# Generators for $[[9,1,3]]$ linear quantum code

In Theorem 7 of the paper Quantum Error Correction Via Codes Over GF(4) the authors come up with a sort of reduction algorithm. Right after they claim the $$[[85,77,3]]$$ Hamming code implies the existence of a $$[[9,1,3]]$$ linear quantum code.

To be sure, linear here means $$GF(4)$$-linear, i.e., if we take the elements in the stabilizer of the code and consider them as elements in $$GF(4) = \{0,1,\omega,\omega^2\}$$ then not only are they closed under addition they are also closed under $$\omega$$ and $$\omega^2$$.

I was wondering what the stabilizer generators for this linear $$[[9,1,3]]$$ code are.

• the results in that paper are hard to verify (and possibly wrong). Take the (classical) hamming code over GF(4) : $[85,81,3]_4$; the example on page 19 claims that its dual is self-orthogonal and leads to a $[[85,77,3]]$ quantum code. According to GAP/GUAVA IsSelfOrthogonalCode(DualCode(HammingCode(4,GF(4))) is false; so I'm not sure how they get the $[[85,77,3]]$. In principle if you have that code you can construct the $[[9,1,3]]$ from it according to the recipe they give. May 4, 2023 at 18:14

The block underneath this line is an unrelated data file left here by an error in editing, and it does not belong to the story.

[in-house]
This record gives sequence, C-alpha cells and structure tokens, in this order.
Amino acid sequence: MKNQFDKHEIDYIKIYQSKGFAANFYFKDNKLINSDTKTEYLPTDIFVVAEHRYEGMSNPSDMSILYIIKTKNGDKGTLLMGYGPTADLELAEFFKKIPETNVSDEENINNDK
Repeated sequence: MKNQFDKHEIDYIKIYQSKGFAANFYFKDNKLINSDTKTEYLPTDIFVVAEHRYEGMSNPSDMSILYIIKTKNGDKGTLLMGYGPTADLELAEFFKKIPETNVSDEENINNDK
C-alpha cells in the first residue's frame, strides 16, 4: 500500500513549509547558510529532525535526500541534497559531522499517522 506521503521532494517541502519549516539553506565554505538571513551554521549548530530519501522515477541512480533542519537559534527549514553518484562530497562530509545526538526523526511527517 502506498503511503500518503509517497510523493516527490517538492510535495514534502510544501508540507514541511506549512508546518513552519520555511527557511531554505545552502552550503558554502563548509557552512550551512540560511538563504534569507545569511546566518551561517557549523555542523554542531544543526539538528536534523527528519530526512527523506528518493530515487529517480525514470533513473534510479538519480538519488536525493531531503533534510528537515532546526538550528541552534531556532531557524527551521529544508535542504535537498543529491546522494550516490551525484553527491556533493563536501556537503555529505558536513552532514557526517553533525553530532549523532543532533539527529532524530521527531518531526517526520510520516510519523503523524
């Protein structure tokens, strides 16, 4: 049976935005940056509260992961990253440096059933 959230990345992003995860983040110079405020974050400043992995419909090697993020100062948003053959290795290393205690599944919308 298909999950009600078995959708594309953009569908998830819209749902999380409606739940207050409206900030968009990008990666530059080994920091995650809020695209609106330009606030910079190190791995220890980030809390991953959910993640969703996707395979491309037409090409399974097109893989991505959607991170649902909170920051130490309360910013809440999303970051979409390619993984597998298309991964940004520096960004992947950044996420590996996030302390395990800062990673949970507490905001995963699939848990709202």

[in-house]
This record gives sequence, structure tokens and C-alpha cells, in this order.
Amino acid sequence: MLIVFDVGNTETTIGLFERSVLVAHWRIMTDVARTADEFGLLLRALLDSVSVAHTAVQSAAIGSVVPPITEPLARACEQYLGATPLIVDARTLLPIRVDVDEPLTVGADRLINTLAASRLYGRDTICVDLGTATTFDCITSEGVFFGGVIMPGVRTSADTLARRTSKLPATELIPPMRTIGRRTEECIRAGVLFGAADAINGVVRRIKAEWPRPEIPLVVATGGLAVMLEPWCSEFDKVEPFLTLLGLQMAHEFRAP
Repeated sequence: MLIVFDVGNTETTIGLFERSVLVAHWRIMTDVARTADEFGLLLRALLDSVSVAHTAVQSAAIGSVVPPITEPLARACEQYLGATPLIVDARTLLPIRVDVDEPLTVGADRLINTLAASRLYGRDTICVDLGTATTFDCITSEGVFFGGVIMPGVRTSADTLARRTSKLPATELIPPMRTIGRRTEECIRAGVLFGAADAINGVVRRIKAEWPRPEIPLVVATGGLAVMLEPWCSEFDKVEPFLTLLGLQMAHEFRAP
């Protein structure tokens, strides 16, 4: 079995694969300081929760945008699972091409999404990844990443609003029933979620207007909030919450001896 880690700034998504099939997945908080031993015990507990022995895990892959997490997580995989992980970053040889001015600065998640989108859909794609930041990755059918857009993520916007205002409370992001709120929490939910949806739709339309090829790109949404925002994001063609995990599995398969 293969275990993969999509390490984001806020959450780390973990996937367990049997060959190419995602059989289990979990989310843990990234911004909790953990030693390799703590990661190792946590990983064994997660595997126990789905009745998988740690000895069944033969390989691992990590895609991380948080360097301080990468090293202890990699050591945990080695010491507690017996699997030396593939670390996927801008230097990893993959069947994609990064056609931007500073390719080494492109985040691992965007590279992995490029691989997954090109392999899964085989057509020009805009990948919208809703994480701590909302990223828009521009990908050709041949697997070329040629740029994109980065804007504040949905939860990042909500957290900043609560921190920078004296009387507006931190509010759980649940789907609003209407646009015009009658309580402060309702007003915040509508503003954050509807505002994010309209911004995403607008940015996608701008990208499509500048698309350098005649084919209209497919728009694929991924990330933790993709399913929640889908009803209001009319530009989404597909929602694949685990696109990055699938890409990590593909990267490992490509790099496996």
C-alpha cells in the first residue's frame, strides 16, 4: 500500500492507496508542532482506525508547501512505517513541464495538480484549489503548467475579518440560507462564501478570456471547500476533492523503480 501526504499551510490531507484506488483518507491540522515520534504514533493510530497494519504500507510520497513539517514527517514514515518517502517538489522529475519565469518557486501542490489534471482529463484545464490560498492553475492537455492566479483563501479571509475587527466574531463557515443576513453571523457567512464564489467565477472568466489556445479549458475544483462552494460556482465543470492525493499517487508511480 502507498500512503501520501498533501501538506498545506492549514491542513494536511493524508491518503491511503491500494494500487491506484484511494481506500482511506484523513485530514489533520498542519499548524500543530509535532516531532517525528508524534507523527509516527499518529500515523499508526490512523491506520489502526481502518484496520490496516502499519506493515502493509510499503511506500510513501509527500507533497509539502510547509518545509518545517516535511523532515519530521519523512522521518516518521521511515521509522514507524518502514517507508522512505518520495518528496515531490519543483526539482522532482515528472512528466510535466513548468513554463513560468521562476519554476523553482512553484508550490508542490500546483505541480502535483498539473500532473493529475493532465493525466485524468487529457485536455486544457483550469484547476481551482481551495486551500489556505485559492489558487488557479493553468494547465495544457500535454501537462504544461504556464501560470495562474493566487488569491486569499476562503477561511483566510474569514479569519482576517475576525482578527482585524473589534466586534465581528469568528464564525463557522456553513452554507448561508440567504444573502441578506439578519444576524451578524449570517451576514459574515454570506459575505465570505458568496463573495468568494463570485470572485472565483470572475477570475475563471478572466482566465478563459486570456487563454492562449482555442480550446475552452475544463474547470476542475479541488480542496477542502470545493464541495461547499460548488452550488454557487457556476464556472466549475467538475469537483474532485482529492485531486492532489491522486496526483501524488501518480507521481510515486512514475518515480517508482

(partial answer; too long to fit as a comment)

The paper and GUAVA use different definitions for GF(4) orthogonality. With the paper's definition, Hamming(4,GF(4)) is self orthogonal. This gives a $$4 \times 85$$ matrix over GF(4), $$H$$, which corresponds to a $$[[85,81,3]]$$ code; taking $$H$$ and $$\omega H$$ gives an $$8 \times 85$$ matrix $$H'$$ that corresponds to the $$[[85,77,3]]$$ code in the paper. Note that the GF(4) rank of $$H'$$ is still 4, but it defines a different code than $$H$$. I can get these matrices and verify the weight enumerator of $$C=(85,2^4)$$ and its dual $$C^\perp$$ (page 15). So the "answer" to your question is then : take this $$8 \times 85$$ matrix and delete certain 76 of the 85 columns to get an $$8 \times 9$$ matrix which defines the $$[[9,1,3]]$$ code. These 76 columns are the support of all codewords in $$C^\perp$$ of weight 76. I don't beleive that the problem of finding these columns is tractable for codes this size but I could be wrong.

[update] Instead of calculation which 76 columns to delete I did a random search of which 9 to keep. This found solutions fairly quickly (which means these are not that rate). Here's one :

[[1,3,2,1,1,1,0,0,0],
[0,2,1,2,2,0,2,1,0],
[2,0,1,2,0,3,0,0,0],
[3,0,3,0,2,3,3,0,1],
[2,1,3,2,2,2,0,0,0],
[0,3,2,3,3,0,3,2,0],
[3,0,2,3,0,1,0,0,0],
[1,0,1,0,3,1,1,0,2]]


$$[0,1,2,3] \leftrightarrow [0,1,\omega,\omega^2]$$

• I can confirm what you wrote down is both $GF(4)$-linear and corresponds to a $[[9,1,3]]$ code. May 7, 2023 at 4:27